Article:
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Watching young drivers with their heads plastered in one direction scares me to death. Make it a habit to ask your teen driver every day if they are turning their heads before moving with their car. I cannot stress the importance of physically turning your head, not once but three or four times before turning, changing lanes, or pulling out into traffic.  

It doesn’t even matter if you are turning right onto a one-way street, LOOK BOTH WAYS!  I witnessed a bizarre accident where a guy didn’t realize he turned the wrong way on a one-way street and clocked someone turning into him who had never seen him coming. It wasn’t a significant collision, but it was avoidable.

Yellow Means Stop!

Up close of a yellow traffic light.
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If I have one bone of contention with the “rules of the road” instruction, it revolves around the idea that a yellow light means caution.

It does not! It means stop. Your teen driver needs to understand that it is never acceptable to blow through a yellow light.  It means that your turn to travel safely through an intersection is over. 

Yellow Doesn’t Mean…

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Yellow does not mean speed up. It does not mean it’s okay to get through before the light turns red. It means STOP.  It gives the driver approximately 3 seconds before turning red, and many people think they are being slick by speeding up the minute that light turns from green to yellow- it is sickening. 

The number of red-light accidents in the USA is staggering, and most are caused by people blowing lights.

How To Safely Move Through Yellow

A hanging traffic signal with the yellow light on.
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 If you have to go through a yellow because you legitimately don’t have time to stop, you must Look Both Ways, take your foot off the gas, and cover the brake peddle as you cruise through.  

You Do Not Have the “Right of Way” When Making a U-Turn

A u-turn sign on an empty desert road.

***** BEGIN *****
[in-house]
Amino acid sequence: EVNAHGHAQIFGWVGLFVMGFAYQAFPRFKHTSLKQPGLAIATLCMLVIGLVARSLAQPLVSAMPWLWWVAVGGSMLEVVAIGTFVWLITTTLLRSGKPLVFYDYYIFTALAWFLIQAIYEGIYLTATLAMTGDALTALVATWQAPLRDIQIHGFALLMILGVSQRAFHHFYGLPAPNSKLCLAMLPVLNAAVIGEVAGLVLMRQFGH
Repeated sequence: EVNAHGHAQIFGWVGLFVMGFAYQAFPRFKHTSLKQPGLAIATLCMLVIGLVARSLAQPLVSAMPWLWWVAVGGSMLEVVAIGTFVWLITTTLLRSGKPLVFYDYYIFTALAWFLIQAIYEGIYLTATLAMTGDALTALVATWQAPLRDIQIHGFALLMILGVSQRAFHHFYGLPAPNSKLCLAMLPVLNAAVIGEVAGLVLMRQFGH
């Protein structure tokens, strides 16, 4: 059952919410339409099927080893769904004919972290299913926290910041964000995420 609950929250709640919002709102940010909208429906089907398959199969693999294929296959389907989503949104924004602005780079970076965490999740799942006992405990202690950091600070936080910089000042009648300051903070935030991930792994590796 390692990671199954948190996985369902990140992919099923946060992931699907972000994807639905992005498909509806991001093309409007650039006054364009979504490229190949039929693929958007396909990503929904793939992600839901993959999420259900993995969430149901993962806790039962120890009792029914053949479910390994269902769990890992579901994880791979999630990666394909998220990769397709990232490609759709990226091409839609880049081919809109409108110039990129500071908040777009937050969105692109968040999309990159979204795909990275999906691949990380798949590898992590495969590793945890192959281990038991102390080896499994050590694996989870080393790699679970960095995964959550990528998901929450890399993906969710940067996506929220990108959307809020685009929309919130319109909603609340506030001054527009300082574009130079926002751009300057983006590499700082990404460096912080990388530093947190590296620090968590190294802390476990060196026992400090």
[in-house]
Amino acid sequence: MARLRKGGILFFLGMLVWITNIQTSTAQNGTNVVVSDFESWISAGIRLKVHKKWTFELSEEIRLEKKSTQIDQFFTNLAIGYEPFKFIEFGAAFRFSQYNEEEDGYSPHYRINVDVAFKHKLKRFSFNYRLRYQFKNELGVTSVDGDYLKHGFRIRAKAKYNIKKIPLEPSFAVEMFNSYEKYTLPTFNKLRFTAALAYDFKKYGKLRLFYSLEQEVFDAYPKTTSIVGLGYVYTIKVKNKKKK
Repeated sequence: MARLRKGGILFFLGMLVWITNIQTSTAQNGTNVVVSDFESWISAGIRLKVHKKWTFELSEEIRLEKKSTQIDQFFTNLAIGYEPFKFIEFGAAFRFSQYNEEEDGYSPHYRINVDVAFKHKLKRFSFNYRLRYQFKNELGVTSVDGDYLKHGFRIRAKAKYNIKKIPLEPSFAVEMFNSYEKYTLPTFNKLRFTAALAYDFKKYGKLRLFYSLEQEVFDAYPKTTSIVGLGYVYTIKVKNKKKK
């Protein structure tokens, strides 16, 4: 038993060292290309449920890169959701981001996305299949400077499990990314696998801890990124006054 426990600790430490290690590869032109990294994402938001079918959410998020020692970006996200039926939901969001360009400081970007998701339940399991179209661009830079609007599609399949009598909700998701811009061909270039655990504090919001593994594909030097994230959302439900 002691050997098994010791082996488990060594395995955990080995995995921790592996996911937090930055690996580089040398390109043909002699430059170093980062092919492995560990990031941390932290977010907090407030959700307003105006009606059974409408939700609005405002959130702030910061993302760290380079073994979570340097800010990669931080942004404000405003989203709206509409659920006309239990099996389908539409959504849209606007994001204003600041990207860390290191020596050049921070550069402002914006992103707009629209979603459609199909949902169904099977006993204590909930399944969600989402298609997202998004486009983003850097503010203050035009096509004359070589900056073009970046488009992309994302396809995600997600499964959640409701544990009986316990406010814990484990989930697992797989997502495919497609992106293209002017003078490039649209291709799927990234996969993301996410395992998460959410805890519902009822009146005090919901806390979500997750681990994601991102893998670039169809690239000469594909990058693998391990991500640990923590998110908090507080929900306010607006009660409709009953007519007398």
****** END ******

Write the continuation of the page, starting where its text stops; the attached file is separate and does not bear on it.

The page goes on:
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Different parts of the country treat U-turns differently, but everywhere I have ever traveled, one rule remains the same: U-TURNS MUST YIELD.  

The U-turn accident has to be the most preventable accident of all.  You have no right to make one when other cars are in the way.  Kids make this mistake a lot. You must be the last to go when making a U-Turn.

Passing Trucks on Two-Lane Roads

Traffic on a rural two-lane road.
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Teens have little patience.  They also know-it-all and those two traits cause countless teen driver accidents when it comes to understanding the role trucks play on our streets and highways. Without question, the most horrific accidents occur when cars pass trucks on two-lane roads.  

Understanding Why Truckers Drive the Way They Do

A truck driver smiling and standing outside of his truck.
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Most people don’t realize that truck drivers are working.  They aren’t there to slow you down. They aren’t there to ruin your day. They are literally bringing food to your tables, clothes to shopping centers, and building materials for homes. Most get paid by the mile, and the faster they go, the more they make. 

If a truck is going slow or coming to a stop, there is a reason you can’t see. Unless you are 100 percent confident and have the vision to pass safely, DON’T PASS TRUCKS ON TWO LANE ROADS!

Go The Flow

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Idiocy abounds on streets and highways when, for some unknown reason, people decide they are not part of the traffic flow. They insist on doing exactly what the law prescribes, and the other drivers must accept it. 

Teens go in both directions when it comes to observing traffic flow. Some pretend it’s the Indy 500, and some act like other vehicles should just go around them. 

Speed Limits Work When Everyone Obeys

A 25 MPH speed limit sign in a residential neighborhood.
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 A flaw in our driving system is that we pretend the speed limits are the end all be all law on the streets and expressways, which would be great if all drivers obeyed the law.  While you should never exceed the speed limit or break the law, you must be aware of the speed traffic is traveling and do your best to match it. 

An Even Flow Prevents Accidents

A highway intersection with lines of traffic.
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Teens need to be conscious of the speed at which traffic is flowing. If you are not comfortable at that speed, take another route.  Teach your teens the more other drivers are forced to pass you, change lanes to avoid you, or slam on their breaks because you sped past and cut them off, the greater the chance you will be involved in a major car accident.    

Road Rage Kills

A man experiencing road rage. He gestures aggressively and yells while driving.
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People seem to think that road rage is a fairly new phenomenon, but it’s been around since the first two cars shared the road over a hundred years ago. In the old cartoon, Mr. Magoo made a living by aggravating other drivers. The only thing that has changed is that road rage has turned deadlier than ever with the accessibility of guns in our country. A simple misunderstanding can now have devasting consequences.